• Enhanced collaboration with union officials on work-related issues;
  • Expansion of teleworking among employees, including clarification of rules governing telework; and
  • Increased reliance upon e-mails and new technology in labor-management communications and processes.

VA is the second largest cabinet office in the country in terms of workforce. VA employees operate 153 major medical centers, about 1,200 other sites of health care, manage a nationwide system of 131 national cemeteries, and administer about $75 billion in disability compensation, Veterans pensions, educational benefits, home loan guarantees, life insurance and other financial programs.

 

 

Telework Options Really Satisfy

March 9, 2011 By David Perera, Fiercegovernmentit.com

The happiest federal employees aren’t necessarily teleworkers, but those who can telework but chose not to, says the Partnership for Public Service.

In a brief analysis dated March 7, the PPS examines data from the Office of Personnel’s Management annual survey of the best places to work in the federal government. It finds that although regular or infrequent teleworkers have higher job satisfaction than employees who can’t telework, the people with the highest overall job satisfaction score came from those employees who chose not to telework.

 

 

Bring Your Own Telework Tools

March 7, 2011 , Federalnewsradio.com

In the near future, federal employees could forego a work phone and laptop and do all their work on their personal technology.

Federal Chief Information Officer Vivek Kundra said he wants to move toward giving feds a subsidy of $2,000 to purchase their own devices to work on.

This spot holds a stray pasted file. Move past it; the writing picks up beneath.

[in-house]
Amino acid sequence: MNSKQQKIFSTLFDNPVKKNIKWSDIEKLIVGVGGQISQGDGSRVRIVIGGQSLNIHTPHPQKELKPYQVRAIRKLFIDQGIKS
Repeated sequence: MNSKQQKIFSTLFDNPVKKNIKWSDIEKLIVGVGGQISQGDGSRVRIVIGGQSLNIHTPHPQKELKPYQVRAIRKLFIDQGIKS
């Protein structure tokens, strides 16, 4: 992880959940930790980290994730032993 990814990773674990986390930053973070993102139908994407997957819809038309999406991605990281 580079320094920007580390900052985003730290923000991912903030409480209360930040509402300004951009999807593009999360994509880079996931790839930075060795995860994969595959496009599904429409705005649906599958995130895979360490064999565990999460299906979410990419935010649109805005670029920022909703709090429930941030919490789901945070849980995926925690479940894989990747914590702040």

Many federal employees have better technology at home than at the office, Kundra said at an AFCEA discussion on the federal budget. But making it reality could be challenging, especially on the cybersecurity front.

Ed Meagher, former CIO at the Interior Department, says it’s “an idea whose time has come,” despite those challenges.

Meagher, now vice president for healthcare strategy in CSC’s North American Public Sector Group, said there are challenges now. The compatability issues are just a similar horse with a different color. In the end, Meagher told Federal News Radio, “I think the business case will be made.”

The key to the success of the idea, said Meagher, is to do it now. “We’d better quickly get over ourselves and figure out how we do it today and how we will do it in the future. It’s not a matter of should we do this, it’s a matter now I think of how we do it.”

 

 

D.C. area telework centers close as GSA ends funding

March 1, 2011
The General Services Administration is defunding more than a dozen D.C. area telework centers, forcing half to close and the rest to continue operating under a private-sector model.

The telecenters offered a workplace closer to people’s homes without having to commute to their assigned offices.  The centers cost about $3 million a year to operate…

…at best, they were  ‘halfway houses’ that only partially reduced congestion, energy use, and air pollution, while diverting attention from the many greater benefits of more formal full time work at home program.

 

 

Six ingredients to telework success